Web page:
Since the launch of Apple's App Store, a steady stream of business-oriented applications have become available for iPhone users.
Most of the developers are independent, third-party start-ups, but big-name software vendors have also started clamouring for a piece of the action. Companies such as Oracle, SAP and Sybase have released iPhone applications that allow users to tap some of the functionality afforded by the traditional desktop versions.
Most of the applications can be found on the App Store, Apple's online market, where iPhone users can browse and download applications built for their devices.
Here are five enterprise apps that the big software houses are hoping will catch the attention of the growing iPhone user base, although none has yet to make it to the top downloads list on App Store.
Oracle Business Indicators
Oracle released its native iPhone application in July this year, becoming one of the first companies to release an enterprise application when the App Store opened its doors.
The business-intelligence (BI) tool is available as a free download, but customers must have licensed copies of Oracle's BI software running on their company's servers, because the mobile app draws reports and analytics from the on-premises software.
According to reports, Oracle last month said that the software had clocked 23,055 downloads since it became available.
Sybase iAnywhere Mobile Office
The database giant's iAnywhere software connects users to company email servers, based on Lotus Domino and Microsoft Exchange platforms.
According to Sybase's website, the software can help secure a company's messaging platform by providing access to email and contacts "without requiring changes to an enterprise's [main] messaging infrastructure".
Offline email access is also supported. The company also said it plans to upgrade the app based on version 2 of the iPhone software-development kit (SDK).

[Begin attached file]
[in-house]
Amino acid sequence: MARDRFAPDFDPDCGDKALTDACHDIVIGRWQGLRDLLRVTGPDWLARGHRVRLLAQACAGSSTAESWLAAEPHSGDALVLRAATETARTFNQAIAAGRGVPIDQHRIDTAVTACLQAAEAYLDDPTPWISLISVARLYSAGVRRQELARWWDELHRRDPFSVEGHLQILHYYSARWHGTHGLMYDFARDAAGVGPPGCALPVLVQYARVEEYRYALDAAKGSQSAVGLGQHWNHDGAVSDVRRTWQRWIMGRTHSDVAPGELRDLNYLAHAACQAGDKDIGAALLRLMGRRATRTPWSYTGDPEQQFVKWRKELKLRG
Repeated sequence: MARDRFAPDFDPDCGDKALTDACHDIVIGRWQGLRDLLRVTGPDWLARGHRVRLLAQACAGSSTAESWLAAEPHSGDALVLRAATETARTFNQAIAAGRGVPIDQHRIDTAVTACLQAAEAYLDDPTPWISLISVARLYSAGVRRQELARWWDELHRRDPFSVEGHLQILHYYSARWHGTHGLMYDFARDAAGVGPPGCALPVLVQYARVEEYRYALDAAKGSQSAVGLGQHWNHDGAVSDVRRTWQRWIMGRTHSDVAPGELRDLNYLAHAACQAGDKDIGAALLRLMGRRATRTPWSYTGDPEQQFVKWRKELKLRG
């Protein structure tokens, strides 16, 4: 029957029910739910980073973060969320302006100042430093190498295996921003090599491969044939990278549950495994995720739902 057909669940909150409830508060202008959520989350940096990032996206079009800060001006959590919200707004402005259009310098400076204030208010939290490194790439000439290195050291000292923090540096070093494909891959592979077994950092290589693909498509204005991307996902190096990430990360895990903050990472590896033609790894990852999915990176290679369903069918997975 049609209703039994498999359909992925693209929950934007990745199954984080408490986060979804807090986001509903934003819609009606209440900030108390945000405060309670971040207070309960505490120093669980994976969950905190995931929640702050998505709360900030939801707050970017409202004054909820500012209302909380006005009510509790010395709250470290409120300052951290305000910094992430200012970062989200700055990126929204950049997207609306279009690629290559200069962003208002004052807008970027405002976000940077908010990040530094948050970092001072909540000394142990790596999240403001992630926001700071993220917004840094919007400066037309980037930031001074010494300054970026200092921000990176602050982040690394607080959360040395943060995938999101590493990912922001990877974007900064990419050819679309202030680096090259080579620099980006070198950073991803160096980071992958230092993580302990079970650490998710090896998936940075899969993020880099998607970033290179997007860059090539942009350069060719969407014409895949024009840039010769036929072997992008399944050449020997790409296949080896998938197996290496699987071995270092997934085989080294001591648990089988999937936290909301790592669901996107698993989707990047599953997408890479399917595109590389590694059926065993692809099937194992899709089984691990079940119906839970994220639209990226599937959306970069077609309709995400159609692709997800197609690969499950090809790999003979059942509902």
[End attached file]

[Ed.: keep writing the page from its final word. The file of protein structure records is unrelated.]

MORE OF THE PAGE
The business-management software maker released its iPhone version of a salesforce automation suite ahead of other platforms, such as the BlackBerry.
SAP said in a statement that the software will load business contacts, information on sales prospects and account data onto the device.
One of the earliest vendors to release an iPhone app, Salesforce.com in March showed off a preliminary version of its CRM product based on the beta version of the iPhone SDK.
The software connects users to their CRM records. The free version allows users to search and view contacts and accounts, but users need to sign up for the paid version in order to edit their data, according to Salesforce.com's website.
Web-based apps: NetSuite, SugarCRM, Zoho
These apps are not native iPhone apps but are meant to be launched via the phone's web browser. Some of the big names offering non-native apps include CRM vendors NetSuite and SugarCRM, which have released web-based ERP versions of their product offerings.
The apps are available in both hosted and on-premises versions.
Online office suite Zoho has also launched a mobile version of its productivity suite for the iPhone. This includes word-editor, spreadsheet and email programs. Users can view existing documents but not edit them or create new ones.